Two Puppies or One?
At the Oregon Humane Society, we are careful about placing two puppies together in one home because we know how much work it is to raise both of them properly. Puppies are individuals and each puppy needs early socialization and training. They need to learn human language and what pleases us (such as going potty outside and chewing on their own toys – not the remote control). All this needs to be done one-on-one.
As a general rule, each puppy should spend more time with you individually than they spend together.
Common reasons for wanting two puppies at once:
- They are company for each other when I’m not home.
- Each child needs a puppy of their own so they don’t argue.
- Dogs are social animals and need to have company.
- They will play and exercise each other.
- I’m gone 12 hours a day. They will get bored if they don’t have a playmate.
- I just felt sorry leaving one by herself – she is so timid and does well with her sibling.
- I couldn’t leave the last of the litter alone, so I took the last two instead.
Things to Consider:
Think about two puppies with the adult dogs in mind. Most puppies get along, so that tells you nothing about how they will do later. Research the breed or mix so that you know roughly how big the adult dogs will be and what their training and exercise requirements are. You want to be prepared for when the two pups are adolescents!
The puppies need to be trained to rest calmly in separate crates while they are young. Putting two dogs in the same crate can lead to all kinds of problems, including excessive stress, fighting, and an over-dependence on each other. If there’s a mess, both are confined in it. Plus, they very much need to learn that it is safe to be alone. They also really need to bond with humans, which is hard for them to do when they spend all their time with another dog.
Each pup needs plenty of outings with humans without the other pup. This is an essential part of the puppy developing an individual identity and the ability to function without the other one. It also gives the pup the opportunity to learn human language and get in some well needed bonding time.
All dogs need to go out with you for socialization to people, places and things. The difference with two puppies is that you may need to do double outings, ideally one per day for each puppy. This process is best continued until at least a year of age, longer for some dogs.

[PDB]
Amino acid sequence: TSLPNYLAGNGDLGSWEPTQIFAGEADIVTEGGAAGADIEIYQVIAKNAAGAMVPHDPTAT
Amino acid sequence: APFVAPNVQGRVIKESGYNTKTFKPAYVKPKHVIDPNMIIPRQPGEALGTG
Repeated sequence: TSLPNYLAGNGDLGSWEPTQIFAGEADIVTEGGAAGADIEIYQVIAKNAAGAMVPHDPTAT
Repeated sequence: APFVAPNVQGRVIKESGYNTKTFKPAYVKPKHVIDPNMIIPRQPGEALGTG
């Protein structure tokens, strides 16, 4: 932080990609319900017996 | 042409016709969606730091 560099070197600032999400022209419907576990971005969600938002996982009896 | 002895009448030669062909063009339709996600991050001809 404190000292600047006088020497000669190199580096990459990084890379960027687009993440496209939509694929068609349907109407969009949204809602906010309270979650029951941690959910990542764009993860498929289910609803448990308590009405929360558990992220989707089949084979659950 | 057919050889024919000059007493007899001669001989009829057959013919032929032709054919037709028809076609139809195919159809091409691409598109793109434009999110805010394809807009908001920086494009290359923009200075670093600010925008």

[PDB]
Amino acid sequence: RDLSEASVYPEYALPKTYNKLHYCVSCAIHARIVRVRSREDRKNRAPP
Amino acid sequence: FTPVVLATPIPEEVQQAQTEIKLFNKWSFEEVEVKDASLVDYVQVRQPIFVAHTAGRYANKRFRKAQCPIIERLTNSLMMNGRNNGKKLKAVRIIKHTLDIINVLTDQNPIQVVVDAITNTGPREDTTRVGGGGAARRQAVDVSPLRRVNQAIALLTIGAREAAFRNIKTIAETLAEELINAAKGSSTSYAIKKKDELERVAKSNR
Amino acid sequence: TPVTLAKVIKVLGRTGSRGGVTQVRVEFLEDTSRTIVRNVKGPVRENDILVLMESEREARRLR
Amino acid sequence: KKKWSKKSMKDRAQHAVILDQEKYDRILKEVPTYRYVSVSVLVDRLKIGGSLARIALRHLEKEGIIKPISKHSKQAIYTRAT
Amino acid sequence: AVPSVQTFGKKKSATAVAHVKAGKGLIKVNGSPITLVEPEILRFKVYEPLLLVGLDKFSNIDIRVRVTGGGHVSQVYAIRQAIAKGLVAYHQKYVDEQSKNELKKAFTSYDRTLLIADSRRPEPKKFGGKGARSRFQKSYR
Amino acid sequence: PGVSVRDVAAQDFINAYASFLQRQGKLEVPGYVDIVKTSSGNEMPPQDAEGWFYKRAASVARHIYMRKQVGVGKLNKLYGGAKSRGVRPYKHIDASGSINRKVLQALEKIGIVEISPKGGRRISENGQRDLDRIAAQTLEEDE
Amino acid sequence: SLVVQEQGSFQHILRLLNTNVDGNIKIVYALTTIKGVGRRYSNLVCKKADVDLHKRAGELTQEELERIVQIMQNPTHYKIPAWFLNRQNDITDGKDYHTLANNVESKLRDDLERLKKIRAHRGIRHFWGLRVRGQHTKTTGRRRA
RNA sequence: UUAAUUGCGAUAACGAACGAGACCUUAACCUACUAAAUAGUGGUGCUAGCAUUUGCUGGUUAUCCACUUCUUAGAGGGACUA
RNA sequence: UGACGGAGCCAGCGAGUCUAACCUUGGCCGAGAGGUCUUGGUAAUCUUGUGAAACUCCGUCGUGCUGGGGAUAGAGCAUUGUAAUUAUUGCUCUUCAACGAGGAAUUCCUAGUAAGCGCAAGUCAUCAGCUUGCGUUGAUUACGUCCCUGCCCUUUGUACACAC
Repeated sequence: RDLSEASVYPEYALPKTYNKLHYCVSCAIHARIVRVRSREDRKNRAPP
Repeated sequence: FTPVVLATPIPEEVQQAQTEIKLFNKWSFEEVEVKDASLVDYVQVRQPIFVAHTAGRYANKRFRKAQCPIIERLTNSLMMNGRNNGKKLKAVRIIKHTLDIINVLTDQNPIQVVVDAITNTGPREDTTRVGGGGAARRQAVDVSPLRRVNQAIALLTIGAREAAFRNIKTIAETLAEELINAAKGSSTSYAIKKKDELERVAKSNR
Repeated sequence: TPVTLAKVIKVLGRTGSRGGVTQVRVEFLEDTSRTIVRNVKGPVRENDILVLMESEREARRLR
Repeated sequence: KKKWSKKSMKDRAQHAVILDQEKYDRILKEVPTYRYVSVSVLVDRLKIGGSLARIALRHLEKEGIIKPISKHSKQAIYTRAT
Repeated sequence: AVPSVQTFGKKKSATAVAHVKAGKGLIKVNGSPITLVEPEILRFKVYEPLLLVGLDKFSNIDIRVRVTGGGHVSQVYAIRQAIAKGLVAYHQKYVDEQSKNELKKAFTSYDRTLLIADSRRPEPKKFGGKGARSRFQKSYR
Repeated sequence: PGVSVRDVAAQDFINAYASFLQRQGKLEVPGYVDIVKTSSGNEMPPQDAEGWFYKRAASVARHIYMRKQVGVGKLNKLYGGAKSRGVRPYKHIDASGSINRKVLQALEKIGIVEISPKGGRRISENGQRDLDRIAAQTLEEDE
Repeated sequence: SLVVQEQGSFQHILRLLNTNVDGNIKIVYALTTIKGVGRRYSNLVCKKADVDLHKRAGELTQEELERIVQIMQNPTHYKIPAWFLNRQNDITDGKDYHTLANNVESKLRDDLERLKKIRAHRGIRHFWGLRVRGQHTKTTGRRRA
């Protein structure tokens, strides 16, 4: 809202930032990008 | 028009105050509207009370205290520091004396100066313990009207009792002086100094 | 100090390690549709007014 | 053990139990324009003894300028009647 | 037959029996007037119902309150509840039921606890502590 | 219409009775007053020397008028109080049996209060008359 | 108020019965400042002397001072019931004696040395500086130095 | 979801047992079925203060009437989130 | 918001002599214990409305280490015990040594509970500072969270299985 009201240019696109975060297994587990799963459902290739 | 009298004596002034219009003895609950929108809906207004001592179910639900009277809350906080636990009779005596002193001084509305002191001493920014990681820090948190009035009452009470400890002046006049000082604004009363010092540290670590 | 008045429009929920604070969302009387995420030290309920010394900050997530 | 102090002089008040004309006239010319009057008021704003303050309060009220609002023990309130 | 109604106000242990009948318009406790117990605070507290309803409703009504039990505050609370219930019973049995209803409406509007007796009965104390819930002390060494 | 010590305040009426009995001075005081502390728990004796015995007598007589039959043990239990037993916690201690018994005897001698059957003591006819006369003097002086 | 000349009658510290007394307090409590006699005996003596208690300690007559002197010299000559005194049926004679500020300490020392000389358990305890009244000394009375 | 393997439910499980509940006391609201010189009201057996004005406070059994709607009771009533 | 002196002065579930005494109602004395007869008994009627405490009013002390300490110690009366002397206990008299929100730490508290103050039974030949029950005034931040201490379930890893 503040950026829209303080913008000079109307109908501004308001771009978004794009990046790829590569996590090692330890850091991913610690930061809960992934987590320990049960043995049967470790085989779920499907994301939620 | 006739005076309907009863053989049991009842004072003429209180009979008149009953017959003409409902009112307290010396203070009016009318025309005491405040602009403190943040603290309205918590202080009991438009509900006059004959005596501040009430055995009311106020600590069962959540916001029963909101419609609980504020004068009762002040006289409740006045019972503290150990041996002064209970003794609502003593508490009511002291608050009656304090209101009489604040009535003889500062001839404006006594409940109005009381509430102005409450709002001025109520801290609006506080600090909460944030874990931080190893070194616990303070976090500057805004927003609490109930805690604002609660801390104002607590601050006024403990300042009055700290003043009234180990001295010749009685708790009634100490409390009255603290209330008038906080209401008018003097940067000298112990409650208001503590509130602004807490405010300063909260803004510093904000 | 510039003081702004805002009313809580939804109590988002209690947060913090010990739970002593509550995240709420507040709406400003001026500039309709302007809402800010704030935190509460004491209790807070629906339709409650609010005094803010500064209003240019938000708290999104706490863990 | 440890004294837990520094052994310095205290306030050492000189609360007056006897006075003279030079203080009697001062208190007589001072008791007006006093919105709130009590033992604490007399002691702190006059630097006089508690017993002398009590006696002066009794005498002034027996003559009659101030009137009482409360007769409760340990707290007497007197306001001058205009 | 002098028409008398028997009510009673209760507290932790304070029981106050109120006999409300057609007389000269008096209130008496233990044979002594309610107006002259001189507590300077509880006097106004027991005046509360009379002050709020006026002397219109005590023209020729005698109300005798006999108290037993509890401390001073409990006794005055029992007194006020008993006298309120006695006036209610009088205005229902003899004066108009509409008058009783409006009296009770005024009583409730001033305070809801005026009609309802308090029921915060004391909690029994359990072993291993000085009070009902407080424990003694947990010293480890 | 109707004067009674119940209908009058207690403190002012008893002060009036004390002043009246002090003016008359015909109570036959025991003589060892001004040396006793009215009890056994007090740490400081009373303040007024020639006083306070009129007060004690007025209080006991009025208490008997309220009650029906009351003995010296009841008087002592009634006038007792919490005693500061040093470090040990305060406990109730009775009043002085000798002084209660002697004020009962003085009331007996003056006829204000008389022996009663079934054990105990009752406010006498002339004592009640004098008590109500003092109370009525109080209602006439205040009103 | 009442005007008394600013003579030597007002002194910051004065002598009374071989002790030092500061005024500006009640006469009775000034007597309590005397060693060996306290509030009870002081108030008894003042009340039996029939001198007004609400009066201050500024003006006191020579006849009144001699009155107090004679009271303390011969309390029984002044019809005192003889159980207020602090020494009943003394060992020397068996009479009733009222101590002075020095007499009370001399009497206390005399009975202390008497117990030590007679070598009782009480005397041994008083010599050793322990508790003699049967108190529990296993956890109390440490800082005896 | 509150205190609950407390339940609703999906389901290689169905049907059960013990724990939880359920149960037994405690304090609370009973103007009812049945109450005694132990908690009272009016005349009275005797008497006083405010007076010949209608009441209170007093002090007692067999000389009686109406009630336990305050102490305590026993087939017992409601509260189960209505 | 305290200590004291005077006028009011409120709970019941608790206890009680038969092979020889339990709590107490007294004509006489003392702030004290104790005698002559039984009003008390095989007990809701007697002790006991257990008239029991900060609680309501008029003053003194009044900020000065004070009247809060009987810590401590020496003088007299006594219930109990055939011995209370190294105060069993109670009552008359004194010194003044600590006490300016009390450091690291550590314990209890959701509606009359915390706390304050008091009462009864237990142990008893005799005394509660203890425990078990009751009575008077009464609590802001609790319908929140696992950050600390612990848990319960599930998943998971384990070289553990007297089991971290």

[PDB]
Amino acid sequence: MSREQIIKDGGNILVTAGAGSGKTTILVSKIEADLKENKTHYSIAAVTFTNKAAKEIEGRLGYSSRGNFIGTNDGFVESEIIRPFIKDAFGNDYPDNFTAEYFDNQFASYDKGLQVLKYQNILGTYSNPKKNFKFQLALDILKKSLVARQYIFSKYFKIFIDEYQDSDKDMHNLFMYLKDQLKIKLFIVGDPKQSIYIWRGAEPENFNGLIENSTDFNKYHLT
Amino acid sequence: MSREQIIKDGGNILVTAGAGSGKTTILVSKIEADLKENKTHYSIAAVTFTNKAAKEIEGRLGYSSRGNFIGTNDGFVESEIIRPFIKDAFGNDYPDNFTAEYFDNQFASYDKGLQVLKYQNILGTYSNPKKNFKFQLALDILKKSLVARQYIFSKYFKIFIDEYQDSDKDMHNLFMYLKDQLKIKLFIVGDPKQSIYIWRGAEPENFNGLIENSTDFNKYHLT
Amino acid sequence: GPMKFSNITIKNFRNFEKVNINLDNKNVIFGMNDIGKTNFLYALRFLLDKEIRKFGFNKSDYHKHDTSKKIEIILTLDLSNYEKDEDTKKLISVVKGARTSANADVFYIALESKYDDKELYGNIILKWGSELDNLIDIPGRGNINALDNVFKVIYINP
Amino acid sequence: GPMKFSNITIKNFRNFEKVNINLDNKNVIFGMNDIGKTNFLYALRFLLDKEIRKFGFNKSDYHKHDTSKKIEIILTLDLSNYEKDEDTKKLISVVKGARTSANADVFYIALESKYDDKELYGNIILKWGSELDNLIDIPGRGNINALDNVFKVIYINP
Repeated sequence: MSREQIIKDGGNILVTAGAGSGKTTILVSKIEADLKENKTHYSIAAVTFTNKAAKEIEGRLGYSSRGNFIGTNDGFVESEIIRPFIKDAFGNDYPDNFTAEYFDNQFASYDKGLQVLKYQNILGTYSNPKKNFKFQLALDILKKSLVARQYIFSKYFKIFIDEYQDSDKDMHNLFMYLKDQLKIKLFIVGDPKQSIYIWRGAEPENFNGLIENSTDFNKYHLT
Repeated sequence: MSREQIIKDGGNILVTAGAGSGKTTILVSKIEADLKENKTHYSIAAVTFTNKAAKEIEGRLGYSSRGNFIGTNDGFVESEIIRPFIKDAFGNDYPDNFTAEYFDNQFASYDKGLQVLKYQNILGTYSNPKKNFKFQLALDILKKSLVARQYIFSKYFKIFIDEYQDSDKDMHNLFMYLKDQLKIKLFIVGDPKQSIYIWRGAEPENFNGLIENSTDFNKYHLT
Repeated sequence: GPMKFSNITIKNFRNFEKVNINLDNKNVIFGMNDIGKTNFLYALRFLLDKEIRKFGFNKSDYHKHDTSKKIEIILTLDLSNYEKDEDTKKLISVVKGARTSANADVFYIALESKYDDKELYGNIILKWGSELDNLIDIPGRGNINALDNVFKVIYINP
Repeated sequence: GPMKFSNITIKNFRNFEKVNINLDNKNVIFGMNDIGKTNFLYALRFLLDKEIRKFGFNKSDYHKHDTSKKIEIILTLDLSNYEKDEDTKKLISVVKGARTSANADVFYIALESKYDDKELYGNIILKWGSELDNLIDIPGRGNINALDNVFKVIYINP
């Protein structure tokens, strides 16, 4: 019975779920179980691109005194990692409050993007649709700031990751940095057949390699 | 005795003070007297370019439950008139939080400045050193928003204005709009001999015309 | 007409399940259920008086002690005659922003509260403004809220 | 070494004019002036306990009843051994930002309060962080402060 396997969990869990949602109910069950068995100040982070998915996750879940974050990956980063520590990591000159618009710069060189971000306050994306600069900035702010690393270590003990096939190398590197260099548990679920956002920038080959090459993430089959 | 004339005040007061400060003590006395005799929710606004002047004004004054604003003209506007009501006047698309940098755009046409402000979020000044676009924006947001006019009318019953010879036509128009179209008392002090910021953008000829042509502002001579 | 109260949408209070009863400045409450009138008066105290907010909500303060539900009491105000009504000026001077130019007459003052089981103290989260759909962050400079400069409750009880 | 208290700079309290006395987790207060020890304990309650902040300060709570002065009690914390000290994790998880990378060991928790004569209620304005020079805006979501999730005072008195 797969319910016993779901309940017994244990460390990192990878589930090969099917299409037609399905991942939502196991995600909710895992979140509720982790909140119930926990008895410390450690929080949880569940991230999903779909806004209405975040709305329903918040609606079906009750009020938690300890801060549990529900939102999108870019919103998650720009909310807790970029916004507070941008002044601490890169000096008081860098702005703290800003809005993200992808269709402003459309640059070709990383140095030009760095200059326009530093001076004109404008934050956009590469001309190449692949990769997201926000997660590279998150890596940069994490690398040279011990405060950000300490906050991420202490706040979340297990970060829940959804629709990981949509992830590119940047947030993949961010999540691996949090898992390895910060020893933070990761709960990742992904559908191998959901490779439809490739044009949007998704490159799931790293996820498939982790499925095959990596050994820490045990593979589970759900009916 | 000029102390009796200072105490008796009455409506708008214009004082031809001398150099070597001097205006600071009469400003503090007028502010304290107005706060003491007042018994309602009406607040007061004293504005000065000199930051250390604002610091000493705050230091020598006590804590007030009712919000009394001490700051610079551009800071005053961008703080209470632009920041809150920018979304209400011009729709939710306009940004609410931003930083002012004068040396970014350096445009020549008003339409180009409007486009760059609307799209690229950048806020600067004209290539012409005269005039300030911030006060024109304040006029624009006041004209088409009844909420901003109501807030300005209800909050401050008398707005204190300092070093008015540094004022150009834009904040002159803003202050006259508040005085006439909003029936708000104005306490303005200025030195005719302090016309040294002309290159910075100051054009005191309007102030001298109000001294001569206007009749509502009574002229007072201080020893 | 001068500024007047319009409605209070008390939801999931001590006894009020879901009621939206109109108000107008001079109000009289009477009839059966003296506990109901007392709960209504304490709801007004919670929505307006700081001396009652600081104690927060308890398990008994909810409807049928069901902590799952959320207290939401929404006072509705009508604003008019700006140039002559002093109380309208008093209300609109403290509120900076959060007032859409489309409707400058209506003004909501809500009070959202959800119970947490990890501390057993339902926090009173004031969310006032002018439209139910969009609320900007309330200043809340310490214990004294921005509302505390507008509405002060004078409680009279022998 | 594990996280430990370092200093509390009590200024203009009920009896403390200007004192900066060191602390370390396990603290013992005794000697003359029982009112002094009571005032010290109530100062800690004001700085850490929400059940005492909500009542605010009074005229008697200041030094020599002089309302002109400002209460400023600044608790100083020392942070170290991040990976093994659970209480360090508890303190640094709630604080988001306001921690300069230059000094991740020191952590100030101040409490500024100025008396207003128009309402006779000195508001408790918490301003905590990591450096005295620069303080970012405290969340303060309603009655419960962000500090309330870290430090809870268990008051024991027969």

Each puppy needs to be trained as an individual. When you have one puppy, a lot of training can happen in the course of the day. Having two puppies complicates things. The outings will give you necessary opportunities to train the puppies away from each other.
Two dogs will do things you don’t want because they over-stimulate each other. Chasing and barking at things can greatly intensify with two dogs, as can escaping. It helps to have an excellent foundation of training with each dog as an individual. You need to be able to train each dog to respond to your voice and have a really reliable recall.
Each will need to go to training class without the other dog (many instructors will not let family members train two dogs from the same family in the same class) and practice the class homework daily away from the other dog. As they become well-trained, you’ll also want to practice working them together so they also learn to listen to you when they are together.
Things like housetraining can present huge challenges since the scent of an accident from one puppy stimulates the other puppy to use the same spot.
If they have not learned to function comfortably as individuals, this can stress them at such times as illness or the death of one of the dogs. It is much kinder to the dogs to develop their separate identities right from the start.
It can also be expensive taking care of two puppies and equally so, two senior dogs. Be prepared for double the cost. Another possible concern when you get two pups together is that they will be the same age at the other end of life. It’s possible that you will lose them close together, which is extremely tough emotionally on the family. It’s much better to space your dogs’ ages out if you can.
For a couple of weeks, your kids might compete over who gets to play with the puppies and who gets to train them. Make sure everyone knows exactly what their part is and is consistent with the training and words used so not to confuse the puppies. Once the novelty of taking care of the puppies becomes work, you may find the responsibility rests solely on the adult(s) in the home.
Raising two puppies at the same time can be done well and can result in great joy. Please make sure that you are properly prepared and know what you need to do to bring out the best in both your puppies.
Need help? Call our free pet behavior help line at (503) 416-2983.